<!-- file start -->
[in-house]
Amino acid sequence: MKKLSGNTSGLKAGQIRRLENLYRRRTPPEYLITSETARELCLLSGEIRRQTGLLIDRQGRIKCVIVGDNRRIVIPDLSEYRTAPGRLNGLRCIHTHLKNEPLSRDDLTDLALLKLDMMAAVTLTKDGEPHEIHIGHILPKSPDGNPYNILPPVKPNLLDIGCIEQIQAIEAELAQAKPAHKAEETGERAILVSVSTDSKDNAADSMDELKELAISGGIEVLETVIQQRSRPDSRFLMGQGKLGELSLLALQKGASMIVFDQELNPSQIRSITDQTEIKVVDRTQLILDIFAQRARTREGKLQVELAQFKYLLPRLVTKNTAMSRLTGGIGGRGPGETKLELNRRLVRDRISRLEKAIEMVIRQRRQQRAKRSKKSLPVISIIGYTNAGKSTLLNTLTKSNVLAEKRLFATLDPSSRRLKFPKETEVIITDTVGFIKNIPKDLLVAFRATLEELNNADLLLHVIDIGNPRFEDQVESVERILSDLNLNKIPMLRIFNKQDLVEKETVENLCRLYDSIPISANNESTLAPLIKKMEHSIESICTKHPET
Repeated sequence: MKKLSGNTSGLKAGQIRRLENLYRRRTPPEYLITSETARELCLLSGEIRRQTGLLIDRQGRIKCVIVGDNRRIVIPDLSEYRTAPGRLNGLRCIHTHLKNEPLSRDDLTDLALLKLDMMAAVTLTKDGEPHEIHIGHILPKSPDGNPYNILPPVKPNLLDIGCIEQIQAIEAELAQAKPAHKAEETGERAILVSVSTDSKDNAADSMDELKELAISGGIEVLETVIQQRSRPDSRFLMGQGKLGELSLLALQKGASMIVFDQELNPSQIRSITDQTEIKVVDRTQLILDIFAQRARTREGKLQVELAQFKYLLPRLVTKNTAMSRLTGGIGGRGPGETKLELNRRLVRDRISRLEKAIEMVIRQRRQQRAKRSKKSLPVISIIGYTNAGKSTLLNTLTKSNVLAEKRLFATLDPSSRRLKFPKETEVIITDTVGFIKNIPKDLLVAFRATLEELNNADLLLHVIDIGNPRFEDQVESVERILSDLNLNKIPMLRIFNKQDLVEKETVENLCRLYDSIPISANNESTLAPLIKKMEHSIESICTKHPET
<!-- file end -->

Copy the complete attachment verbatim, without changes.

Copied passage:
[in-house]
Amino acid sequence: MKKLSGNTSGLKAGQIRRLENLYRRRTPPEYLITSETARELCLLSGEIRRQTGLLIDRQGRIKCVIVGDNRRIVIPDLSEYRTAPGRLNGLRCIHTHLKNEPLSRDDLTDLALLKLDMMAAVTLTKDGEPHEIHIGHILPKSPDGNPYNILPPVKPNLLDIGCIEQIQAIEAELAQAKPAHKAEETGERAILVSVSTDSKDNAADSMDELKELAISGGIEVLETVIQQRSRPDSRFLMGQGKLGELSLLALQKGASMIVFDQELNPSQIRSITDQTEIKVVDRTQLILDIFAQRARTREGKLQVELAQFKYLLPRLVTKNTAMSRLTGGIGGRGPGETKLELNRRLVRDRISRLEKAIEMVIRQRRQQRAKRSKKSLPVISIIGYTNAGKSTLLNTLTKSNVLAEKRLFATLDPSSRRLKFPKETEVIITDTVGFIKNIPKDLLVAFRATLEELNNADLLLHVIDIGNPRFEDQVESVERILSDLNLNKIPMLRIFNKQDLVEKETVENLCRLYDSIPISANNESTLAPLIKKMEHSIESICTKHPET
Repeated sequence: MKKLSGNTSGLKAGQIRRLENLYRRRTPPEYLITSETARELCLLSGEIRRQTGLLIDRQGRIKCVIVGDNRRIVIPDLSEYRTAPGRLNGLRCIHTHLKNEPLSRDDLTDLALLKLDMMAAVTLTKDGEPHEIHIGHILPKSPDGNPYNILPPVKPNLLDIGCIEQIQAIEAELAQAKPAHKAEETGERAILVSVSTDSKDNAADSMDELKELAISGGIEVLETVIQQRSRPDSRFLMGQGKLGELSLLALQKGASMIVFDQELNPSQIRSITDQTEIKVVDRTQLILDIFAQRARTREGKLQVELAQFKYLLPRLVTKNTAMSRLTGGIGGRGPGETKLELNRRLVRDRISRLEKAIEMVIRQRRQQRAKRSKKSLPVISIIGYTNAGKSTLLNTLTKSNVLAEKRLFATLDPSSRRLKFPKETEVIITDTVGFIKNIPKDLLVAFRATLEELNNADLLLHVIDIGNPRFEDQVESVERILSDLNLNKIPMLRIFNKQDLVEKETVENLCRLYDSIPISANNESTLAPLIKKMEHSIESICTKHPET